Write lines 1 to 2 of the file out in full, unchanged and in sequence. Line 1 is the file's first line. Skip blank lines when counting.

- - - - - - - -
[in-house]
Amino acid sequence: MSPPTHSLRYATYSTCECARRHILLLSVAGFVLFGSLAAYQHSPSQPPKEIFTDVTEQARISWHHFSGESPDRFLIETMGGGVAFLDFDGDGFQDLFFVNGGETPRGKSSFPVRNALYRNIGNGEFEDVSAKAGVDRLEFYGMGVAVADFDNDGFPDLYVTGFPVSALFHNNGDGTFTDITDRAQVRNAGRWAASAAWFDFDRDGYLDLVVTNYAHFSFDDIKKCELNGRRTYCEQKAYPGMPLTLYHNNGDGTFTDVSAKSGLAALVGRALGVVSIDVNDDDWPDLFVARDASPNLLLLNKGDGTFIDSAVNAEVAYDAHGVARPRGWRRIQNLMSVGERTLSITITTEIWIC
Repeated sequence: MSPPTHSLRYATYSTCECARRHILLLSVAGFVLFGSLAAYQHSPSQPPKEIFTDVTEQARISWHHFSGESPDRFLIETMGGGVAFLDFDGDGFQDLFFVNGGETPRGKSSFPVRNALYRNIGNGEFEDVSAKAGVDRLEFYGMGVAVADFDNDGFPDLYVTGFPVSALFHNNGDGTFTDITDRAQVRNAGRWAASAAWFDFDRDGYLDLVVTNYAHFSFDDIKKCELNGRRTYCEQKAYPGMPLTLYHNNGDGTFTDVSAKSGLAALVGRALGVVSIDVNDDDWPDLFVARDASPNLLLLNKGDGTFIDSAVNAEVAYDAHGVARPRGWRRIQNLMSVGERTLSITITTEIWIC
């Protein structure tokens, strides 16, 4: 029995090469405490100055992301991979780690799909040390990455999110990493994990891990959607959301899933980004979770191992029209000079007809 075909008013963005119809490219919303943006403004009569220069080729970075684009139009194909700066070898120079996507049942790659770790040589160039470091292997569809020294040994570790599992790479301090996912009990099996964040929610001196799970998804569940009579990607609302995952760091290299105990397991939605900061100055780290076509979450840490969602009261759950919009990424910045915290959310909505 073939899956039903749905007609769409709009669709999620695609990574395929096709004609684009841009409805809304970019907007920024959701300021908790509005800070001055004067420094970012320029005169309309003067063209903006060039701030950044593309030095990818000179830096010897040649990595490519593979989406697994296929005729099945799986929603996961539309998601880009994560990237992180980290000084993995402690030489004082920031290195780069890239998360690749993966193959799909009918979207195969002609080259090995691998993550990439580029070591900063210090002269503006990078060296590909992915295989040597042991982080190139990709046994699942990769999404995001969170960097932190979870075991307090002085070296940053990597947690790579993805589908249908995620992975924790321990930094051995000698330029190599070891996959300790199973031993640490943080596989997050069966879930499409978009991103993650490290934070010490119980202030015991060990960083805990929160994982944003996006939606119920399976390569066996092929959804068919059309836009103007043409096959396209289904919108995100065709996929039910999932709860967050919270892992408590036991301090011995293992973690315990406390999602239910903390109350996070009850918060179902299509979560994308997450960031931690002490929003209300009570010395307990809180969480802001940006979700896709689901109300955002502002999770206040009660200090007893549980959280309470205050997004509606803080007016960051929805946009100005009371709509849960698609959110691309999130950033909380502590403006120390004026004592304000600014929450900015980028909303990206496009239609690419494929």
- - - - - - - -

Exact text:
[in-house]
Amino acid sequence: MSPPTHSLRYATYSTCECARRHILLLSVAGFVLFGSLAAYQHSPSQPPKEIFTDVTEQARISWHHFSGESPDRFLIETMGGGVAFLDFDGDGFQDLFFVNGGETPRGKSSFPVRNALYRNIGNGEFEDVSAKAGVDRLEFYGMGVAVADFDNDGFPDLYVTGFPVSALFHNNGDGTFTDITDRAQVRNAGRWAASAAWFDFDRDGYLDLVVTNYAHFSFDDIKKCELNGRRTYCEQKAYPGMPLTLYHNNGDGTFTDVSAKSGLAALVGRALGVVSIDVNDDDWPDLFVARDASPNLLLLNKGDGTFIDSAVNAEVAYDAHGVARPRGWRRIQNLMSVGERTLSITITTEIWIC